2. Enough! The things we say to ourselves generate our feelings and when these become habits, we start building up a pattern of predictable reactions to our surroundings. If I tell myself I am not good enough, then I feel unworthy, and so I approach each new moment already leaning into it with that feeling, already prepared to respond from that place. It is this leaning into the moment that is most telling, since it stands between us and a spontaneous response to things around us. Predictability is the opposite of creativity. Habit is the opposite of peak performance. Enough! is a technique for interrupting the self-defeating thoughts and feelings that have become habits. Pay close attention to your stream of consciousness and whenever such thoughts arise, cut them off by saying to yourself Enough! over and over, not following the thought to its end. Instead of thinking that your thoughts are you, see them as habits that have been fossilized in the neural pathways of your brain. Don't reinforce them further by following them as you have a million times already. Don't reinforce them by arguing with them or feeling bad for thinking them again. Just cut them off as soon as they start and that will become the new habit: a quiet place of the kind of peace of mind that acts as the womb of creative, self-constructive thoughts and feelings.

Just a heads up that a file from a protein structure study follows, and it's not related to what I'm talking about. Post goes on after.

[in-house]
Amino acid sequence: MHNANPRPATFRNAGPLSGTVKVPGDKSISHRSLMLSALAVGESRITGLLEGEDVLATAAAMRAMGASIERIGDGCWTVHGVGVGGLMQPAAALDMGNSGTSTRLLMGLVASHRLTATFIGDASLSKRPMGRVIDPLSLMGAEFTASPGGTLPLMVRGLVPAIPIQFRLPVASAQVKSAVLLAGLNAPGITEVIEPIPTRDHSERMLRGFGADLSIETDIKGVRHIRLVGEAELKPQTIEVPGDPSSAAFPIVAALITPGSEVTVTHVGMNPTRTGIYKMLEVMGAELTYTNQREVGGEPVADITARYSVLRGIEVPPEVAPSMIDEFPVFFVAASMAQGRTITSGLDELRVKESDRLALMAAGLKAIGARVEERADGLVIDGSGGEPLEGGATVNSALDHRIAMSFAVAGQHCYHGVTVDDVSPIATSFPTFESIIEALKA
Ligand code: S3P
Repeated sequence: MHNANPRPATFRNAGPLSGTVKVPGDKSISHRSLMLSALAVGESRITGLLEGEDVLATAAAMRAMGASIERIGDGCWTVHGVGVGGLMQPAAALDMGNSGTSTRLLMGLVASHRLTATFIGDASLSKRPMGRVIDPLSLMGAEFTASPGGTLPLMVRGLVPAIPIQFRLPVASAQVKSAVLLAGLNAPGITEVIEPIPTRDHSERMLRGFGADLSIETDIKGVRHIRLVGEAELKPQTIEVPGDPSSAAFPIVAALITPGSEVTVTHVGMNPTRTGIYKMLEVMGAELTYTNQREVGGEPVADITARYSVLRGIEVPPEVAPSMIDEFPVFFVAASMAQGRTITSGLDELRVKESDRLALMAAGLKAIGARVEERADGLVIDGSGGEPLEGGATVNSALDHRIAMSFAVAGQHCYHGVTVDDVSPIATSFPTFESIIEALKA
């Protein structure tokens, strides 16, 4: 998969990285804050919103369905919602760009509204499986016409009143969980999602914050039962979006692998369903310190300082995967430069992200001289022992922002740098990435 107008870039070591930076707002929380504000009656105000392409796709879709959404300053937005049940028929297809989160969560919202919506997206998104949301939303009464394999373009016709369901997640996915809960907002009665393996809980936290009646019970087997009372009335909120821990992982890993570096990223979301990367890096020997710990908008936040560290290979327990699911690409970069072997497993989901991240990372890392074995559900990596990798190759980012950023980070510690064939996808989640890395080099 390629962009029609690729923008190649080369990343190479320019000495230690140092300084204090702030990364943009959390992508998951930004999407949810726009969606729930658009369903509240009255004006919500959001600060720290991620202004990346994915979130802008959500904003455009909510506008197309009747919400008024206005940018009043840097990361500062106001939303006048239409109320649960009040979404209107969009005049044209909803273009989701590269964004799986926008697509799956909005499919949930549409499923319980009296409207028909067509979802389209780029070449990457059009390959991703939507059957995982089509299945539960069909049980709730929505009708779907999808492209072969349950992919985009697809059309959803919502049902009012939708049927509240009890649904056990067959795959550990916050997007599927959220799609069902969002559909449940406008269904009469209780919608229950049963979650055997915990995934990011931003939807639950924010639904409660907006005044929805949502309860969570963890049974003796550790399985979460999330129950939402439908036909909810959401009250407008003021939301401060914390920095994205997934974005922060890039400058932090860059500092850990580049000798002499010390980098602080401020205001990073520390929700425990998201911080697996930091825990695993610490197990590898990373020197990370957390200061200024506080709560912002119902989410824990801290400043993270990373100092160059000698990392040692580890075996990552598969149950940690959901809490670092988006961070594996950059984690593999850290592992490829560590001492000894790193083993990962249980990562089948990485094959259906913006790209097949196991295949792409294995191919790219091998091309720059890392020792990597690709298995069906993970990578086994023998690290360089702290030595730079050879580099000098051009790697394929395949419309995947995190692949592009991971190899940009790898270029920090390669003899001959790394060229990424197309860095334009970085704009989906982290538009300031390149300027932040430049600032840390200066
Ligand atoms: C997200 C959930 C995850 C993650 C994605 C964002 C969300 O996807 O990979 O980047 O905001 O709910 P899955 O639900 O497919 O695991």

At the moment you are most in awe of all there is about life that you don't understand, you are closer to understanding it all than at any other time.--Jane Wagner